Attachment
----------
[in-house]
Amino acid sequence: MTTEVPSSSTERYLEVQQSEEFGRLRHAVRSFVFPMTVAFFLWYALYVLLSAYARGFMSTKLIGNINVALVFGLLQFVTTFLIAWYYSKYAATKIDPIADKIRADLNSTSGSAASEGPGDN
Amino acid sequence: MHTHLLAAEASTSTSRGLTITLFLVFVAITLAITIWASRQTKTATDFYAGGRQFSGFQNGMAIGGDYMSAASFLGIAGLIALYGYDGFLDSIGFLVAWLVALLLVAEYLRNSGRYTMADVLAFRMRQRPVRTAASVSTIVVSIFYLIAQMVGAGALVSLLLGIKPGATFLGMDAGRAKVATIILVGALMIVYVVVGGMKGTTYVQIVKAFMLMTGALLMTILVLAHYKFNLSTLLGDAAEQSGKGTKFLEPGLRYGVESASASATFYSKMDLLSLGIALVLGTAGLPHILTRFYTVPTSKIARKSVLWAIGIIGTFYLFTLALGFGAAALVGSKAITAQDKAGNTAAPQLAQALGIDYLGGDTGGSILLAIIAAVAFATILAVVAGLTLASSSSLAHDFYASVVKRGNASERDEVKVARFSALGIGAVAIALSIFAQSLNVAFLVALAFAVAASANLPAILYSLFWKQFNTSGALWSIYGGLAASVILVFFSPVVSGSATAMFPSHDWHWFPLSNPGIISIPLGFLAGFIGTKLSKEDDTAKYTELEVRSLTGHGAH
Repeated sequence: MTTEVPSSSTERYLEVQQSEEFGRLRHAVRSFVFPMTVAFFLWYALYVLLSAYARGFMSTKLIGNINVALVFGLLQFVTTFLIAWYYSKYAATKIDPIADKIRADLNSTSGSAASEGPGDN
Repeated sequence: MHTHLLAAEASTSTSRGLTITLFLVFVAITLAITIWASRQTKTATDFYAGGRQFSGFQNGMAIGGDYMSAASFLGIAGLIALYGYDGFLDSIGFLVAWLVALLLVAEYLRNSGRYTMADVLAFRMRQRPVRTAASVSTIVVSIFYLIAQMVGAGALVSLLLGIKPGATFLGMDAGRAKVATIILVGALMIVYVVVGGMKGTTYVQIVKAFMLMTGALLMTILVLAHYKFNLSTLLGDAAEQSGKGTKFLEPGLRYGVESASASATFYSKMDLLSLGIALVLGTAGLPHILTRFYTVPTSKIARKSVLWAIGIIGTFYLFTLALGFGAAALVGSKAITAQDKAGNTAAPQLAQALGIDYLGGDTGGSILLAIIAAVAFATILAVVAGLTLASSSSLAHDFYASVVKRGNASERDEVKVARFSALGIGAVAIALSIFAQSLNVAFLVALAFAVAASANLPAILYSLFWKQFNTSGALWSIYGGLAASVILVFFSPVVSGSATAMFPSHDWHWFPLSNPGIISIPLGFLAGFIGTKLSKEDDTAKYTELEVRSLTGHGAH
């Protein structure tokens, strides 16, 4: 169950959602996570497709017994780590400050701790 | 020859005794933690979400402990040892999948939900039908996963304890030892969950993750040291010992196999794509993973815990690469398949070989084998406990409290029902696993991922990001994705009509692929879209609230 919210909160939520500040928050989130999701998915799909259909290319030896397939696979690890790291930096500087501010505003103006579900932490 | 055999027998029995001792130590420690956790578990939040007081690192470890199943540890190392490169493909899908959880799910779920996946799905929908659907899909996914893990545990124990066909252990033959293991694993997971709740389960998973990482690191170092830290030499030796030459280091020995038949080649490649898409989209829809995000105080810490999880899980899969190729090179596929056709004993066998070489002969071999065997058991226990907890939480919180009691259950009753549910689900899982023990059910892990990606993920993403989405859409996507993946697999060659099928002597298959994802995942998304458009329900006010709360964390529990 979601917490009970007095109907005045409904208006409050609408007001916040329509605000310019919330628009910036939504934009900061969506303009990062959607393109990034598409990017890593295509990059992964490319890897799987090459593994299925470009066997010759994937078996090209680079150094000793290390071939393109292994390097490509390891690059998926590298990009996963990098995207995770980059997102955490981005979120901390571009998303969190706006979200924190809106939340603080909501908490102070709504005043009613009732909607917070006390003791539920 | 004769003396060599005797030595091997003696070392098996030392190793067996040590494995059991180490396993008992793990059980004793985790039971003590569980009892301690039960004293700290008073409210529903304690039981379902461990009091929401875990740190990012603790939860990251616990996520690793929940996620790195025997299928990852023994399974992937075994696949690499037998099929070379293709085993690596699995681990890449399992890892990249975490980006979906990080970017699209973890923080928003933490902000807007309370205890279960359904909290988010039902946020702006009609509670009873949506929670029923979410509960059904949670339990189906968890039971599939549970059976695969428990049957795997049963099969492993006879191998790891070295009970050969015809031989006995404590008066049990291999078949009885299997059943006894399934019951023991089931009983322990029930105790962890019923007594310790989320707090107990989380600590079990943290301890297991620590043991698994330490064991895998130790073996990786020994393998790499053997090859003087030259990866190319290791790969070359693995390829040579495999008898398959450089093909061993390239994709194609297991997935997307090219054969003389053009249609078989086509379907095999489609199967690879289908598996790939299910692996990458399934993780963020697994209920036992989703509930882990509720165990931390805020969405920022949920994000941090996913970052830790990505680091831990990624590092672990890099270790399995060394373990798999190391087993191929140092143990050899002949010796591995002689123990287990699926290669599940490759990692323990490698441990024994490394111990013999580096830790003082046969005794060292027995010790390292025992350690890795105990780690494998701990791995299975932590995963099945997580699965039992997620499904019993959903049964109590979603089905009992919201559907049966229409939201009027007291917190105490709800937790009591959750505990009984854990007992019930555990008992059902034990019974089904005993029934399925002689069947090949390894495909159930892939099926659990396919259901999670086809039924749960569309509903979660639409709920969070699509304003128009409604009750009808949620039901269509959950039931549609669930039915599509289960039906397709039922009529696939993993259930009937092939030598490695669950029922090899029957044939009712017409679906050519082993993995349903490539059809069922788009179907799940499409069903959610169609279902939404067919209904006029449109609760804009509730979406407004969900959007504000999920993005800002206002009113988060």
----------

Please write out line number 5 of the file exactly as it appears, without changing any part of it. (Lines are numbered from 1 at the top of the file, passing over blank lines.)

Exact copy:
Repeated sequence: MHTHLLAAEASTSTSRGLTITLFLVFVAITLAITIWASRQTKTATDFYAGGRQFSGFQNGMAIGGDYMSAASFLGIAGLIALYGYDGFLDSIGFLVAWLVALLLVAEYLRNSGRYTMADVLAFRMRQRPVRTAASVSTIVVSIFYLIAQMVGAGALVSLLLGIKPGATFLGMDAGRAKVATIILVGALMIVYVVVGGMKGTTYVQIVKAFMLMTGALLMTILVLAHYKFNLSTLLGDAAEQSGKGTKFLEPGLRYGVESASASATFYSKMDLLSLGIALVLGTAGLPHILTRFYTVPTSKIARKSVLWAIGIIGTFYLFTLALGFGAAALVGSKAITAQDKAGNTAAPQLAQALGIDYLGGDTGGSILLAIIAAVAFATILAVVAGLTLASSSSLAHDFYASVVKRGNASERDEVKVARFSALGIGAVAIALSIFAQSLNVAFLVALAFAVAASANLPAILYSLFWKQFNTSGALWSIYGGLAASVILVFFSPVVSGSATAMFPSHDWHWFPLSNPGIISIPLGFLAGFIGTKLSKEDDTAKYTELEVRSLTGHGAH